Open Kettle Food Processing

Open Kettle Food Processing

Food is preserved (canned) by filling hot jars with boiling food and screwing a canning jar lid on with a ring. The jars are allowed to cool, and rings are removed, leaving sealed jars of food.




To process (can) food by open kettle, you will need these things:

  • A pan (with a lid) that is large enough to hold the jars you will be filling with food. (Estimate how many jars you will need.) Also, a rack or old folded towel needs to be placed on the bottom (so that the clean jars aren't directly on the bottom).
  • A jar lifter** or heavy oven mitts**.
  • Canning jars, cleaned and inspected for chips or cracks. Your jars must be chip-free at the top so that the lid will seal.
  • Canning jar lids and rings; both should be washed, and lids should be brand new (never used).
  • Wooden cutting boards* or folded towels*, to set hot jars upon to cool.
  • A ladle for filling your jars, and a funnel (preferably a wide-mouth funnel for ease of filling and less mess).
  • A wet washcloth.
  • A small pan filled with water, for heating lids, and a fork for removing them.

Set up:

NOTE: I have recently added a video blog demonstrating how to open kettle can tomatos. Also, see additional notes below for important information about this method of food preservation.

1. Make an area for finished jars to be set. Fold towels or use wooden cutting boards.

2. Heat small pan of water to boiling. Reduce to simmering. Add canning lids shortly (5-10 minutes) before you will need them. The lids need to be hot, but over-boiling isn't necessary. Set a clean fork nearby to use to remove lids one at a time when ready for them.

3. Arrange clean empty canning jars in your large pot or canner. (Be sure to place a rack under the jars, or fold an old towel on the bottom, so that jars aren't sitting directly on the bottom of the pan.) Fill bottom of pan with about 4 inches of water. Put lid on pan, and heat until water is at a hard boil. If your caning is going to take a long time, be sure to monitor the water level in this pan so that it doesn't boil dry. Have a potholder or oven mitt near this pan for lifting the lid each time you need a jar. Place your jar lifter** near here, also.

4. Be sure you have a heat-safe working area next to your pan of boiling food (that you will be canning). This can be done either on the stovetop, or by placing a wooden cutting board* or potholders on your countertop. Place your wet washcloth nearby, along with a ladle and funnel (for filling jars). Place your clean jar rings near here, also.

5. You will also need your food, of course, which should be at a boil while you are canning. Not all things can be open-kettled (for safety reasons), but things like tomato soup, tomato salsa, pizza sauce, etc. do very well with this method.

6. Lastly, be sure that you can give your undivided attention to the process once you have begun. It's inconvenient to stop while open kettling, and your food won't turn out as nicely. So, carefully set everything up and plan for some excitement! ;) Open-kettling is a fun, one-person job! :)

When you've gathered all of your supplies, and you're all set up, here's what you do:

1. Remove one hot jar from your kettle, replacing the lid. Set jar on heat-safe working area next to your pot of boiling food.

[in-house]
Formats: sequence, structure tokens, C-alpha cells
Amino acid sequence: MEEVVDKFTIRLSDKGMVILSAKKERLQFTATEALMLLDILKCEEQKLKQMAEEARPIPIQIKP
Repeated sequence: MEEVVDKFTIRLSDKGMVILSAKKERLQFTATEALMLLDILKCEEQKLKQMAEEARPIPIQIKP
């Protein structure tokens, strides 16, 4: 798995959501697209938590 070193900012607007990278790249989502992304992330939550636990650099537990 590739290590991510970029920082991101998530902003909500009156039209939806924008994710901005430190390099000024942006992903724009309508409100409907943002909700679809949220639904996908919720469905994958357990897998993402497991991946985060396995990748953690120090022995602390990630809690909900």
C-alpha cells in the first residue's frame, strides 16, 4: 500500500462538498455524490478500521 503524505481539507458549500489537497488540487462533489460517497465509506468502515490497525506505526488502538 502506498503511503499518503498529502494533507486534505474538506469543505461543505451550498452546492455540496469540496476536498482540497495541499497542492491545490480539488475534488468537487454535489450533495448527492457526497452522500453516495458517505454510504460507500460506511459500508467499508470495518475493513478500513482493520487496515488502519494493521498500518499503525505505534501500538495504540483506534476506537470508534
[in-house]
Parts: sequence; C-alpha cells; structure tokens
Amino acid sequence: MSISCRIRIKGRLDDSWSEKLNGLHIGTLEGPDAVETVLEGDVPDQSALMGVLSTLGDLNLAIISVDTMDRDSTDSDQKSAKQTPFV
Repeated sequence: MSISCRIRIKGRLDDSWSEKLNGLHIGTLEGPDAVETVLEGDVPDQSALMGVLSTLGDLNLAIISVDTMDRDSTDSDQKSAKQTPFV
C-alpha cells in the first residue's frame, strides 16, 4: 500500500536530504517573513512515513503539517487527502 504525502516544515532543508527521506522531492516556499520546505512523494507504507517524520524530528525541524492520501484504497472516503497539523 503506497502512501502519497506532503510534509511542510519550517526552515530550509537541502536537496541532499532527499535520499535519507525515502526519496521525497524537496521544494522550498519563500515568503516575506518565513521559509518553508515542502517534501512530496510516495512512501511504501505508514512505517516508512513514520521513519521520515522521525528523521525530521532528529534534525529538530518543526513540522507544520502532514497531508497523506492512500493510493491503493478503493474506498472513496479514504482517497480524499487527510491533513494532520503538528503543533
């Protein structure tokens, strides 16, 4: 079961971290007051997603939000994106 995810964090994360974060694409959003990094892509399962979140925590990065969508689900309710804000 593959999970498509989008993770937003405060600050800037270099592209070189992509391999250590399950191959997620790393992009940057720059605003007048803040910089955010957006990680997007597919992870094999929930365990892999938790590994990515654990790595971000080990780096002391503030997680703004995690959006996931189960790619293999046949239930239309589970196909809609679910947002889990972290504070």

2. Ladle food into jar using funnel, filling to between 1/2 and 1 inch from the top.

3. Wipe top of jar to remove any food residue from rim (where lid will be placed) to ensure sealing.

4. Using fork, remove one hot lid from your simmering saucepan of lids, and place lid on top of jar.

5. Screw a canning jar ring onto your jar, tightening snugly (but not as tight as you can possibly make it).

6. Place finished jar on the towels or other heat-safe area you have prepared.

7. Continue filling jars until your food is all canned. Jars will seal as they cool.

8. Wait until jars are completely cooled (about 12 hours) before you remove the rings, wash the jars, and label with item and date.

Tammy's Video Blog

Demonstration Video

Additional Notes: 

*I like to use wooden cutting boards rather than potholders when possible because they are easier to clean up afterwards.

**A jar lifter is a handy canning tool, but I have canned using oven mitts to move hot jars. If you use oven mitts, try to use ones that go high up your arms (or wear a sweatshirt) and be careful of hot steam.

NOTE: Open-kettle canning is no longer recommended; experts determined that the food doesn't reach a high enough temperature. Therefore, I can't endorse this method, although I personally continue to use it for high-acid foods.

Tomatoes are no longer considered a high-acid food. To increase the acidity of your tomatoes, add 2 tablespoons of bottled lemon juice or a half-teaspoon of citric acid per quart of tomatoes.

So, here's what you need to do: Follow the instructions here for filling your jars, and then put your full (hot) jars into a canner. Fill with hot water, up to about an inch below the lids. Cover canner. Bring to a boil and cook for at least 85 minutes. Remove jars from canner and allow to cool before removing the rings.

Preparation Time: 


Tammy's Review: 

This is my favorite way to can food! I prefer to can salsa, tomatoes, and cherries by this method. I like that it's fairly quick (no long boiling times) and I personally think it's fun to fill the jars and get the food all processed. :)


This is a very easy method to can food and is the method we like to use for canning salsa or diced tomatoes, especially. The video is especially easy to follow and is only 2 minutes long.


Finding foods that can be canned this way takes a lot of the intimidation away from home canning. Pressure cookers are often fussy and this alternate technique is great for jams and jellies.


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